Also what is the exclusion zone at Chernobyl?  70 mile radius at least?  And it may melt though the floor there at the dead plant that is not so dead.    

NoControl's picture

Radiation = Cancer?

surely you're joking!!!!   

Zgangsta's picture

Not only is that not true, there is so little radiation in Tokyo that the governor is actively looking to import more of it from the disaster zones, and bury it within the city.



Non Passaran's picture

Haha what a bunch of crap.
The likelihood of getting a cancer from Fukushima is close to nil.

Dapper Dan's picture

Define likelihood.

I would agree that you can't get cancer from Fukushima, but you could get it from the enormous amount of radiation emanating from there.

But I read this on the internet so it must not be true.

Non Passaran's picture

Read measurement reports done by university scientists right after the incident.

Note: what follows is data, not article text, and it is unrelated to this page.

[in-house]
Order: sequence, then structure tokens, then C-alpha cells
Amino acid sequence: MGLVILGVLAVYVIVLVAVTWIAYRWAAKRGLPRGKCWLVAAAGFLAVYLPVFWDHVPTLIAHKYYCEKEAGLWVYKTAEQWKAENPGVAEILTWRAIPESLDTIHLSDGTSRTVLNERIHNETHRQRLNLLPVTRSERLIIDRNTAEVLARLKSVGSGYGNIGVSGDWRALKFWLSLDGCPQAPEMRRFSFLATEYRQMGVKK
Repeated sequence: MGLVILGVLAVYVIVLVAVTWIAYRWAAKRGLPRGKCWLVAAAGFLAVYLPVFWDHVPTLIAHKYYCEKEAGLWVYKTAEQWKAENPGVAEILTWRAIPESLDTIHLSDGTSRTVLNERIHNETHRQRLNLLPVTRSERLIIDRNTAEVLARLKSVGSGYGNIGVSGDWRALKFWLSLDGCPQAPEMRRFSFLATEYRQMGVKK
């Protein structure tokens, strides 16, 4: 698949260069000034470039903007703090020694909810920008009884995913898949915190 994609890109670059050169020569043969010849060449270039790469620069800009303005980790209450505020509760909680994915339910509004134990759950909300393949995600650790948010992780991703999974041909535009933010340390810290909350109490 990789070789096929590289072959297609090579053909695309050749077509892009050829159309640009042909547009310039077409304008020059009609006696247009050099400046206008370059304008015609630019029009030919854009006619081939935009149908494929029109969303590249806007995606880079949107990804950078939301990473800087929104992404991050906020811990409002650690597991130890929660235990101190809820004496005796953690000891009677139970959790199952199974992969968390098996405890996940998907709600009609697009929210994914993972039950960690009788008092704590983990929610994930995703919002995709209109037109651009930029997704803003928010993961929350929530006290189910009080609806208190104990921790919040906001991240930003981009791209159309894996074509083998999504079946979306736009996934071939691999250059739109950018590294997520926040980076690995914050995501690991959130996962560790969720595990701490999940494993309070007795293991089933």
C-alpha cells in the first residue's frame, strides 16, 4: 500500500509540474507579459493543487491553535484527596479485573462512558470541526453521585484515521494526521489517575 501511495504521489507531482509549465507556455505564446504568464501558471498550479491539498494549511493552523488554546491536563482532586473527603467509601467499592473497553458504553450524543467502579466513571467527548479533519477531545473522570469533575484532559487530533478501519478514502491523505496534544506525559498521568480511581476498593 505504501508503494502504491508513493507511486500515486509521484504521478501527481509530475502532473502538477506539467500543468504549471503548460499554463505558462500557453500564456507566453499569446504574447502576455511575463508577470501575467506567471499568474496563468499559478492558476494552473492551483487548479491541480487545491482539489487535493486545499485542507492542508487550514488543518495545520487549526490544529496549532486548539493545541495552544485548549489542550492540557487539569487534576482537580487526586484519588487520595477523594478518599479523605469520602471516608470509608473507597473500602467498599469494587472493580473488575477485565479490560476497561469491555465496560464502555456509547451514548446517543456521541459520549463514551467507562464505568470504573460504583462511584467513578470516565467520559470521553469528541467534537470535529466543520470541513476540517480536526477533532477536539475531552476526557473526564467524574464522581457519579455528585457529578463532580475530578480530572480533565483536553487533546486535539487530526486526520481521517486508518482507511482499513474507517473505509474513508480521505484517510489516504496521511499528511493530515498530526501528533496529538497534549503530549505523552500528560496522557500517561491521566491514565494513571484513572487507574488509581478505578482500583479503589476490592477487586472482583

Or bet against my claim by investing against my thesis. You don't have to argue with me, beat me on markets - everyone is welcome!

Au Shucks's picture

What the Hedge are you talking about?  On what basis do you make such an extraordinary claim?  Are you suggesting that the Japan double (or triple) meltdown, far bigger than Chernobyl which caused hundreds of surrounding miles of countryside to be inhabitable, is somehow contained better?  You do realize it is still in meltdown, right?  You do realize that there has been plutonium found tens of miles away, right?  You do know there was a hydrogen explosion, at least one, which spread contaminants much further than they were spread by the Chernobyl "accident"?

So, obviously I am the one missing the truth here because you put the chances at nil.  Please enlighten me so I can stop speaking out of ignorance.

(although there is sarcasm in my closing request, I do not put it beyond reason that I am misinformed... I do doubt however that you have first hand knowledge of what is or isn't happening there.  I hope you can prove me wrong, not opinion me to death)

Vlad Tepid's picture

You mean the backup governmental center/trade center to go up at the old Itami area?  That's not the relocation of Tokyo.

"perhaps millions may...."?  You sure about that?

The top half of the main island?  What about the bottom half of the top island?  I can cast aspersions on your wild claims as fast as you can pull them out of your ass.

Non Passaran's picture